Cancer Immunotherapy is rapidly becoming a clinical reality. Gearing the host’s own immune system to target and kill cancerous cells would provide a potent therapy, capable of not only targeting cancer cells with efficiency and accuracy, but attacking them with memory. Just as vaccination therapy provides memory against foreign protein sequences of diseases, termed antigens, so too could cancer immunotherapy prime the immune system to recognise ‘antigens’ characteristic of cancer cells. This form of therapy would allow re-occurring cancers to be persistently targeted with immunological memory, one of the greatest dilemmas in oncology. Our rapidly developing knowledge of the immune system parallels the growing diversity of potential immunotherapies, but when combined with a relatively new area of clinical pharmacology, ‘epigenetics’, we may be able to prime immunotherapies to overcome their therapeutic setbacks.
Adoptive cell therapy (ACT) uses microinjected cancer fighting, ‘cytotoxic’ T cells that are primed to recognise and invade tumor cells. In the majority of cases, tumors are capable of evading attack by the injected cytotoxic T cells. Tumor cells employ ‘epigenetic’ mechanisms that reduce the activity of genes that produce tumor-associated molecules on cancer cell surfaces, that would otherwise be targetable during adoptive cell therapy. T cells target tumor-associated-antigens as well as co-stimulatory molecules that increase the tumor-targeting potential of T cells and other immune effectors. When cells become malignant, they deploy ‘epigenetic’ mechanisms that fine-tune the structure of their DNA to reduce the level of tumor-associated-antigens, HLA class-1, calnexin and calreticulin molecules on their cell surface. Ultimately, as cancer cells progress, they reduce the amount of immunostimulatory molecules on their cell surface, reducing the ability of immune cells to interact and kill malignant cells. Evasive and unimpeded by the host immune system, tumor cells can therefore progress to more malignant stages of the disease.
As cancer cells progress, they reduce the amount of immunostimulatory molecules on their cell surface, reducing the ability of immune cells to interact and kill malignant cells.
However, our inventory against tumor immunoevasion is rapidly developing. In understanding the mechanism by which cancer cells use ‘epigenetic’ strategies to alter the immunostimulatory molecules on their cell surface, we can produce drugs that are preventative of cancer immune evasion. When genes become active, their ultrastructure within the nucleus must be accessible to proteins (polymerases and cofactors) that permit the gene’s activity. Usually coiled in the nucleus, genes become active by uncoiling, or shifting from a state termed ‘heterochromatin’ to ‘euchromatin’. The enzymes responsible for transitioning between these two ‘off’ and ‘on’ states are called DNA methyltransferases and Histone Deacetylases. They work by adding methyl groups or removing acetyl groups to DNA, closing and opening the DNA structure respectively. Cancer cells use these enzymes to alter their DNA structure and restrict the expression of tumor-associated-antigens, such as HLA class-1 molecules, ICAM-1 and CD80/CD86.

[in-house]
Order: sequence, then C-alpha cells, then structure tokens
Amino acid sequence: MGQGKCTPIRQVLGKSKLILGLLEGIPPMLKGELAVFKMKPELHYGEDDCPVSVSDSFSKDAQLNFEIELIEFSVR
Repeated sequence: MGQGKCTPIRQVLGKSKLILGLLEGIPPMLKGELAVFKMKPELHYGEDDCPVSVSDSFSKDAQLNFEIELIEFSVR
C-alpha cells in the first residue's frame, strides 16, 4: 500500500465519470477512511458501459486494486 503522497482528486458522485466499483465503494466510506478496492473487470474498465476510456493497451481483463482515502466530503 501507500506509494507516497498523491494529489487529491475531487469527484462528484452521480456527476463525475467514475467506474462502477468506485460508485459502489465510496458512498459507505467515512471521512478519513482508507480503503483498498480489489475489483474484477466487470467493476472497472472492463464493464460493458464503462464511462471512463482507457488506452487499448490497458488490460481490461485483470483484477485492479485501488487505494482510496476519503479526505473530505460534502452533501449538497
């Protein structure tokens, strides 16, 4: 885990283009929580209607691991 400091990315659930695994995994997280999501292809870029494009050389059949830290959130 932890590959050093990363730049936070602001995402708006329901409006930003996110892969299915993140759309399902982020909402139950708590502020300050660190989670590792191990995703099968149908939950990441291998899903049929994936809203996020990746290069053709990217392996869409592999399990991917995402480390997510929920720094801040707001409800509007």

By using the same principle that tumors use to evade the immune system, we are now developing drugs that alter epigenetic processes to prime tumor cells to become more visible to the immune system. DNA methyltransferase inhibitors (DMNTi) and Histone Deacetylase inhibitors (HDACi) can be delivered to the tumor microenvironment, where they alter the activity of epigenetic enzymes. The epigenetic drugs inhibit the modification of the DNA ultrastructure by epigenetic enzymes, increasing the amount of immune signaling molecules on the surface of cancer cells. When used in tandem with immunotherapies, these epigenetic drugs prime tumor cells to be targeted by the immunotherapy itself, allowing immune cells to target the tumor with greater accuracy and affinity – a double-edged sword in the fight against cancer.
Robust data supports this combined approach to immunotherapy. Dual epigenetic therapy with azacytidine and entinostate, a HDACi that upregulates the T cell target cell-surface molecule HLA-class-1 in tumors has shown promising results. Five out of six patients in the trial survived six months post-treatment without cancer progression. To combat the concerns that epigenetic drugs may have a short half-life and are sensitive to deactivation, second generation drugs such as guadecitabine are currently in development.
When used in tandem with immunotherapies, these epigenetic drugs prime tumor cells to be targeted by the immunotherapy itself, allowing immune cells to target the tumor with greater accuracy and affinity – a double-edged sword in the fight against cancer.
Although in its therapeutic infancy, epigenetic therapy shows great promise. Re-educating tumor cells to become sensitive to immune attack via epigenetic therapies is a promising tool for the future of cancer treatment, which may become standardized as a priming technique when used in combination with existing cancer therapies. As with any anti-cancer therapy, more widespread trials are needed to continue the progress we’re currently making.
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